When Christianity seems curiouser and curiouser

Josh Larsen

Do nonbelievers see Christians as Alices in Wonderland?  The latest movie adaptation of Lewis Carroll's 1865 story made me wonder.

In this version, courtesy of director Tim Burton, Alice is 19-years-old, with vague memories of a childhood dream about visiting an underground fantasy land. When a snobby suitor suddenly proposes marriage – a prospect Alice (Mia Wasikowska) regards as a prison sentence – she flees into a garden, discovers an opening in the ground and makes an unintended return trip to Wonderland.

While Carroll’s book strongly suggests that Alice’s adventures were a daydream, this take offers two options. Either Wonderland actually exists (I’ve seen stranger things in Tim Burton films), or it exists only in Alice’s head, as a place to escape to when the awfulness of the real world bears down.

To skeptics, Christians are the Alice of the latter option. In their eyes, the Christian faith is nothing more than elaborate fiction, full of fanciful characters (the Trinity), fantastic events (the resurrection) and a fairy-tale ending (eternal life). In this view, Christians who prioritize the world to come over present-day reality are both burying their heads in the sand and sticking them down the rabbit hole.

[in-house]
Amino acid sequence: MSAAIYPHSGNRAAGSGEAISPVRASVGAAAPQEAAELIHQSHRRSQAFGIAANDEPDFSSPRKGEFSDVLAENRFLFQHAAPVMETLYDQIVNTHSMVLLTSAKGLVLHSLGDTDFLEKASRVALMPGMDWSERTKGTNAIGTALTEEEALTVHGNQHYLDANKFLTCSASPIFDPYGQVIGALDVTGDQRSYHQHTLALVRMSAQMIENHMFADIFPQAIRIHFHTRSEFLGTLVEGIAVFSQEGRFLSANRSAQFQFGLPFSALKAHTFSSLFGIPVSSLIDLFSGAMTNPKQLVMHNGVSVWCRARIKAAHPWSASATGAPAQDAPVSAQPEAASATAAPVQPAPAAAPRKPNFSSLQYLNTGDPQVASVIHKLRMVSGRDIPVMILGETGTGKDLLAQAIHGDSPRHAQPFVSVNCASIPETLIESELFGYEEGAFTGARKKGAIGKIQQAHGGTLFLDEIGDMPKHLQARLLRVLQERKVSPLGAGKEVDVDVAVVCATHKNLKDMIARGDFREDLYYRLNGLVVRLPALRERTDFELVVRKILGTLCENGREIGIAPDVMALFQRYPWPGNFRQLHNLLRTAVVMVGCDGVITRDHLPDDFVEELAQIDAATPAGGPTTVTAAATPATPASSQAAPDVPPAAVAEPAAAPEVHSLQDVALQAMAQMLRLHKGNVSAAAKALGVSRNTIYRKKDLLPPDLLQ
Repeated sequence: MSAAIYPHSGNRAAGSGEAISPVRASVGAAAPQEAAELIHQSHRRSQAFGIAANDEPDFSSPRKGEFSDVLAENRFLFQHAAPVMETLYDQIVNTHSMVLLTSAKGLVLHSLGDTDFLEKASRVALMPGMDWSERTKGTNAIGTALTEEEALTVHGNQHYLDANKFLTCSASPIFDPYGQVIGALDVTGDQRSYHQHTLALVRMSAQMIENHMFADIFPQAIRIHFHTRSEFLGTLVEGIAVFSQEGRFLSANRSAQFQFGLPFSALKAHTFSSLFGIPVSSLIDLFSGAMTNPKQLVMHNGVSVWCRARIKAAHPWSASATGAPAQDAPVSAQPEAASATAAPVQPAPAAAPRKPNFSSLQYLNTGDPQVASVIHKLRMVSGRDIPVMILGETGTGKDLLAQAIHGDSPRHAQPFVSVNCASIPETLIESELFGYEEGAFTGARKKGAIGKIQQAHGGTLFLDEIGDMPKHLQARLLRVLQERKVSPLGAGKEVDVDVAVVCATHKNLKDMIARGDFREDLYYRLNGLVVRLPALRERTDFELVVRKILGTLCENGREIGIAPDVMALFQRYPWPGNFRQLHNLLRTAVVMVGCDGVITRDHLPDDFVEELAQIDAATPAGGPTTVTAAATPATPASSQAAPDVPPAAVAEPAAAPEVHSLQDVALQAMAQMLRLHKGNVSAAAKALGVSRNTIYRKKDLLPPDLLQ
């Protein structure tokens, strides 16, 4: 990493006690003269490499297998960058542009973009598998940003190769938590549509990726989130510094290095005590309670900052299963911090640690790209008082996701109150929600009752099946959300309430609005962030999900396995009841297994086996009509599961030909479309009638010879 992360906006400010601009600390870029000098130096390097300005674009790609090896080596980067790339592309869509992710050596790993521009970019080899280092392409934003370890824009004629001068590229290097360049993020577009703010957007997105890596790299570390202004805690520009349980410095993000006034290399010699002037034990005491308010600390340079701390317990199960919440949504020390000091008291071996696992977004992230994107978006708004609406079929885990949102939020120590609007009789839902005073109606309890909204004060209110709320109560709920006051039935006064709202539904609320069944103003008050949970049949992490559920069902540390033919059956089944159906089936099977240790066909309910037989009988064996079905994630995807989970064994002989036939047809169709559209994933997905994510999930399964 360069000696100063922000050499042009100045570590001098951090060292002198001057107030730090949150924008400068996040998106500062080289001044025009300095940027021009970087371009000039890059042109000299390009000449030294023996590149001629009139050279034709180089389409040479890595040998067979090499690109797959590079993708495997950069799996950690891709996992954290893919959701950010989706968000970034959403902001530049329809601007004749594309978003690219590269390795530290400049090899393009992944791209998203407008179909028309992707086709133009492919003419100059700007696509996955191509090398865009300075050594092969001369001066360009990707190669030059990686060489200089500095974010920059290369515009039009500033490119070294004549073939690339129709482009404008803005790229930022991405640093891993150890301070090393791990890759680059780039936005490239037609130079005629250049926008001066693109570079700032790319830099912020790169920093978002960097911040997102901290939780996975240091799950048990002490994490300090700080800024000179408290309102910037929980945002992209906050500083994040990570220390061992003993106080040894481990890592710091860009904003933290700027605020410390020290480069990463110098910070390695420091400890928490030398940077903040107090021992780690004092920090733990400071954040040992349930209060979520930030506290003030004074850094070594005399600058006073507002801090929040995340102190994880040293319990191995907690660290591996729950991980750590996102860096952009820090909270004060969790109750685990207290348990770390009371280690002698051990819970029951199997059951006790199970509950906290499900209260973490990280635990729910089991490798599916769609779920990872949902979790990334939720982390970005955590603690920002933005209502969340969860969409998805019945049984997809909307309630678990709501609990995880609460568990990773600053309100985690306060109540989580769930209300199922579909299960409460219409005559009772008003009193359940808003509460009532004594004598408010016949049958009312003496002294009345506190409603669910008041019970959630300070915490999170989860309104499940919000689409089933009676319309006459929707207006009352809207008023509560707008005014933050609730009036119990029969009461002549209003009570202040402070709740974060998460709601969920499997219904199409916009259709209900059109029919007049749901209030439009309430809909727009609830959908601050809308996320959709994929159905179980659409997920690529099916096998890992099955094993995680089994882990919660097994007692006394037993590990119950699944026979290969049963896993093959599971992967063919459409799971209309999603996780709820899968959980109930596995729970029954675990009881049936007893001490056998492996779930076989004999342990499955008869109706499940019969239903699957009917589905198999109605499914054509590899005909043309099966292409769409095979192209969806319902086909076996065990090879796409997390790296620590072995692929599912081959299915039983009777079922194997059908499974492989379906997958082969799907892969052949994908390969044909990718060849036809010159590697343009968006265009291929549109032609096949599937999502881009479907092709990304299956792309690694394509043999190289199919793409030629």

How, then, can those of faith persuade nonbelievers that we’re engaged in more than an escapist fantasy? How can believers counter this image of themselves as Alice or, even worse, the Mad Hatter?

Well, it may not be up to us. Sure, you could argue that Alice’s real and imagined worlds intermingle in the same way that the spiritual and earthly realms do for Christians (she applies lessons from one to the other, etc.) But in the end, trying to “prove” Christianity is as futile of an undertaking as trying to prove the existence of Wonderland. It takes faith to be a Christian, and often such faith only comes directly from God. So join the tea party along with Alice and the Mad Hatter – and don’t worry so much about the skeptics clinging to the here and now.

Topics: Movies, Culture At Large, Arts & Leisure, Books